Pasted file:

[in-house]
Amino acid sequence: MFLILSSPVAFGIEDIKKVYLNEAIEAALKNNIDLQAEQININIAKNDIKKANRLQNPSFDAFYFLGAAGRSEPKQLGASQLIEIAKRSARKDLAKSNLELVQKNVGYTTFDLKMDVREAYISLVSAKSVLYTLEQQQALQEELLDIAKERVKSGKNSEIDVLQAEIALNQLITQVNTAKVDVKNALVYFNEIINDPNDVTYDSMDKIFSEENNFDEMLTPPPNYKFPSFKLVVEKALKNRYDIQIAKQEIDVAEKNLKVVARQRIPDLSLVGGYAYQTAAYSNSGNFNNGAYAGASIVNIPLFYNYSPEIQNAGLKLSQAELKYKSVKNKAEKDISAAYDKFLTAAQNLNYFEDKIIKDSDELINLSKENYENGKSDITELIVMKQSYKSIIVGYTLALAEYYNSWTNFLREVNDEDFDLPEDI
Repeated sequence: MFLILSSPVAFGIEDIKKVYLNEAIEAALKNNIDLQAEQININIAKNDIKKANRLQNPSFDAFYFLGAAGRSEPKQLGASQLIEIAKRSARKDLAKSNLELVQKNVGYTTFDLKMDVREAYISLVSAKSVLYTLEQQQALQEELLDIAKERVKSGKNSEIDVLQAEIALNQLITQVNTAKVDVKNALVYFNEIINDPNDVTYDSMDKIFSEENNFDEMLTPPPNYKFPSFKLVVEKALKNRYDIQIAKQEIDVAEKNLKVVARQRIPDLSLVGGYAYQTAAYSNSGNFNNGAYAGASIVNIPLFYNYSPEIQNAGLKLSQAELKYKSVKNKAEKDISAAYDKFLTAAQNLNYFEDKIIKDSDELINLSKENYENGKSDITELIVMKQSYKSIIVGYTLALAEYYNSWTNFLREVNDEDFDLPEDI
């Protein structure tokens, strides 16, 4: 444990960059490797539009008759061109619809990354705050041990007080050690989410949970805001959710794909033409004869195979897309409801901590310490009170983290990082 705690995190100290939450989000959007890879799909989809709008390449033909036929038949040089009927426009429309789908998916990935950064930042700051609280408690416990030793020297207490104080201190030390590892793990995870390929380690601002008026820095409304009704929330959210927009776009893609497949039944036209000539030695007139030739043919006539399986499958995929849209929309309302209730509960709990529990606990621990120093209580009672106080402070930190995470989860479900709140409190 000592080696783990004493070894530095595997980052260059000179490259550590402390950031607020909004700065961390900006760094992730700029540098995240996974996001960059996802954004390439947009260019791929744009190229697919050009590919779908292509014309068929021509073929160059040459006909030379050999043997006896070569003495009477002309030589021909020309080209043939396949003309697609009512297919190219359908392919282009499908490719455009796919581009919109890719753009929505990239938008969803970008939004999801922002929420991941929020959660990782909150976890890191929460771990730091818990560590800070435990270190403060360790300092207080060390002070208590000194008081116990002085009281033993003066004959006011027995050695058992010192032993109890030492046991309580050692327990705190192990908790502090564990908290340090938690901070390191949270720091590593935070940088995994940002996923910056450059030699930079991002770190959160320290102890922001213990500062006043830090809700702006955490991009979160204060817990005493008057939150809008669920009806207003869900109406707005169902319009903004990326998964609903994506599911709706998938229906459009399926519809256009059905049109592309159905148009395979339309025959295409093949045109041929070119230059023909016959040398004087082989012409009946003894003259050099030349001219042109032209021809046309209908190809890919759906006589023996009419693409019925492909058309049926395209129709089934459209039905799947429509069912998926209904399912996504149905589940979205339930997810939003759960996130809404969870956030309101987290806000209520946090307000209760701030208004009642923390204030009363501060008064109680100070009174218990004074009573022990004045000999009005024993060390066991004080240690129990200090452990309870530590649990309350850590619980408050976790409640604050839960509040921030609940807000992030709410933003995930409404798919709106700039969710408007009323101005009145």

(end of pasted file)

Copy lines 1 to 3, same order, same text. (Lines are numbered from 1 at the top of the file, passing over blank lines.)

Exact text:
[in-house]
Amino acid sequence: MFLILSSPVAFGIEDIKKVYLNEAIEAALKNNIDLQAEQININIAKNDIKKANRLQNPSFDAFYFLGAAGRSEPKQLGASQLIEIAKRSARKDLAKSNLELVQKNVGYTTFDLKMDVREAYISLVSAKSVLYTLEQQQALQEELLDIAKERVKSGKNSEIDVLQAEIALNQLITQVNTAKVDVKNALVYFNEIINDPNDVTYDSMDKIFSEENNFDEMLTPPPNYKFPSFKLVVEKALKNRYDIQIAKQEIDVAEKNLKVVARQRIPDLSLVGGYAYQTAAYSNSGNFNNGAYAGASIVNIPLFYNYSPEIQNAGLKLSQAELKYKSVKNKAEKDISAAYDKFLTAAQNLNYFEDKIIKDSDELINLSKENYENGKSDITELIVMKQSYKSIIVGYTLALAEYYNSWTNFLREVNDEDFDLPEDI
Repeated sequence: MFLILSSPVAFGIEDIKKVYLNEAIEAALKNNIDLQAEQININIAKNDIKKANRLQNPSFDAFYFLGAAGRSEPKQLGASQLIEIAKRSARKDLAKSNLELVQKNVGYTTFDLKMDVREAYISLVSAKSVLYTLEQQQALQEELLDIAKERVKSGKNSEIDVLQAEIALNQLITQVNTAKVDVKNALVYFNEIINDPNDVTYDSMDKIFSEENNFDEMLTPPPNYKFPSFKLVVEKALKNRYDIQIAKQEIDVAEKNLKVVARQRIPDLSLVGGYAYQTAAYSNSGNFNNGAYAGASIVNIPLFYNYSPEIQNAGLKLSQAELKYKSVKNKAEKDISAAYDKFLTAAQNLNYFEDKIIKDSDELINLSKENYENGKSDITELIVMKQSYKSIIVGYTLALAEYYNSWTNFLREVNDEDFDLPEDI